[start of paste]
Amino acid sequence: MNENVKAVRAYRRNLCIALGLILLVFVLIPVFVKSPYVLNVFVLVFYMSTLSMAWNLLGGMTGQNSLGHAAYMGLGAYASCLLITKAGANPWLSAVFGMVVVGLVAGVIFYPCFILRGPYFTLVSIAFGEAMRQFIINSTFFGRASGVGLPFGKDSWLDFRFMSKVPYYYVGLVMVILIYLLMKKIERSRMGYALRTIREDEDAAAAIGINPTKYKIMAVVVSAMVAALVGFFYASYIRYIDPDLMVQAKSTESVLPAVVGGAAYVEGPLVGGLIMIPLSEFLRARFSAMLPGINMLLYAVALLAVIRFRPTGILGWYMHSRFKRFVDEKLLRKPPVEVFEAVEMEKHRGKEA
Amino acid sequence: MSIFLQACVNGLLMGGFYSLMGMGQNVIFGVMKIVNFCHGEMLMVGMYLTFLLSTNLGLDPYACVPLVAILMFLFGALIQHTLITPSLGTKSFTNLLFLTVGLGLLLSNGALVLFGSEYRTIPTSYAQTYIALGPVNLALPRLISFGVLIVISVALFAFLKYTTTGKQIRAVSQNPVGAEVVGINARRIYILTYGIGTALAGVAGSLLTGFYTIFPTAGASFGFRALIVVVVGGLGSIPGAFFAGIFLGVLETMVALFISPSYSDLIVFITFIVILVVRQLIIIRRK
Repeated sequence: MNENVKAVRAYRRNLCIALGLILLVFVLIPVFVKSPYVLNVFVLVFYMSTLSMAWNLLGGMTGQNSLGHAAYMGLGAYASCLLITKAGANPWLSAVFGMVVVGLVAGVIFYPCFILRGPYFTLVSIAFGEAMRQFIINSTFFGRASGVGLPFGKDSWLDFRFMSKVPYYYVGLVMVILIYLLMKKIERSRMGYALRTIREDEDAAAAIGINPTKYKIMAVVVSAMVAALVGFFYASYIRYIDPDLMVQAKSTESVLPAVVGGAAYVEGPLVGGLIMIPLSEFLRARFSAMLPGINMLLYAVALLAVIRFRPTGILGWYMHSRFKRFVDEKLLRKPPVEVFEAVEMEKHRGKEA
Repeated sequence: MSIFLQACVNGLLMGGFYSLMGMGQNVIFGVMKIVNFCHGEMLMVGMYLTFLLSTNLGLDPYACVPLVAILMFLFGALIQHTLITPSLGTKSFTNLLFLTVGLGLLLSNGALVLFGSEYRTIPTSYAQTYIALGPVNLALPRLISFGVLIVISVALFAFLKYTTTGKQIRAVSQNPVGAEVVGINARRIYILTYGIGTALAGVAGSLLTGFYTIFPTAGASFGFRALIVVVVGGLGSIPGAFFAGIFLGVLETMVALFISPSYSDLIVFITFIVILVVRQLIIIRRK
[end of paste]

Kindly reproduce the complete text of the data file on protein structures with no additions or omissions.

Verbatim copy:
Amino acid sequence: MNENVKAVRAYRRNLCIALGLILLVFVLIPVFVKSPYVLNVFVLVFYMSTLSMAWNLLGGMTGQNSLGHAAYMGLGAYASCLLITKAGANPWLSAVFGMVVVGLVAGVIFYPCFILRGPYFTLVSIAFGEAMRQFIINSTFFGRASGVGLPFGKDSWLDFRFMSKVPYYYVGLVMVILIYLLMKKIERSRMGYALRTIREDEDAAAAIGINPTKYKIMAVVVSAMVAALVGFFYASYIRYIDPDLMVQAKSTESVLPAVVGGAAYVEGPLVGGLIMIPLSEFLRARFSAMLPGINMLLYAVALLAVIRFRPTGILGWYMHSRFKRFVDEKLLRKPPVEVFEAVEMEKHRGKEA
Amino acid sequence: MSIFLQACVNGLLMGGFYSLMGMGQNVIFGVMKIVNFCHGEMLMVGMYLTFLLSTNLGLDPYACVPLVAILMFLFGALIQHTLITPSLGTKSFTNLLFLTVGLGLLLSNGALVLFGSEYRTIPTSYAQTYIALGPVNLALPRLISFGVLIVISVALFAFLKYTTTGKQIRAVSQNPVGAEVVGINARRIYILTYGIGTALAGVAGSLLTGFYTIFPTAGASFGFRALIVVVVGGLGSIPGAFFAGIFLGVLETMVALFISPSYSDLIVFITFIVILVVRQLIIIRRK
Repeated sequence: MNENVKAVRAYRRNLCIALGLILLVFVLIPVFVKSPYVLNVFVLVFYMSTLSMAWNLLGGMTGQNSLGHAAYMGLGAYASCLLITKAGANPWLSAVFGMVVVGLVAGVIFYPCFILRGPYFTLVSIAFGEAMRQFIINSTFFGRASGVGLPFGKDSWLDFRFMSKVPYYYVGLVMVILIYLLMKKIERSRMGYALRTIREDEDAAAAIGINPTKYKIMAVVVSAMVAALVGFFYASYIRYIDPDLMVQAKSTESVLPAVVGGAAYVEGPLVGGLIMIPLSEFLRARFSAMLPGINMLLYAVALLAVIRFRPTGILGWYMHSRFKRFVDEKLLRKPPVEVFEAVEMEKHRGKEA
Repeated sequence: MSIFLQACVNGLLMGGFYSLMGMGQNVIFGVMKIVNFCHGEMLMVGMYLTFLLSTNLGLDPYACVPLVAILMFLFGALIQHTLITPSLGTKSFTNLLFLTVGLGLLLSNGALVLFGSEYRTIPTSYAQTYIALGPVNLALPRLISFGVLIVISVALFAFLKYTTTGKQIRAVSQNPVGAEVVGINARRIYILTYGIGTALAGVAGSLLTGFYTIFPTAGASFGFRALIVVVVGGLGSIPGAFFAGIFLGVLETMVALFISPSYSDLIVFITFIVILVVRQLIIIRRK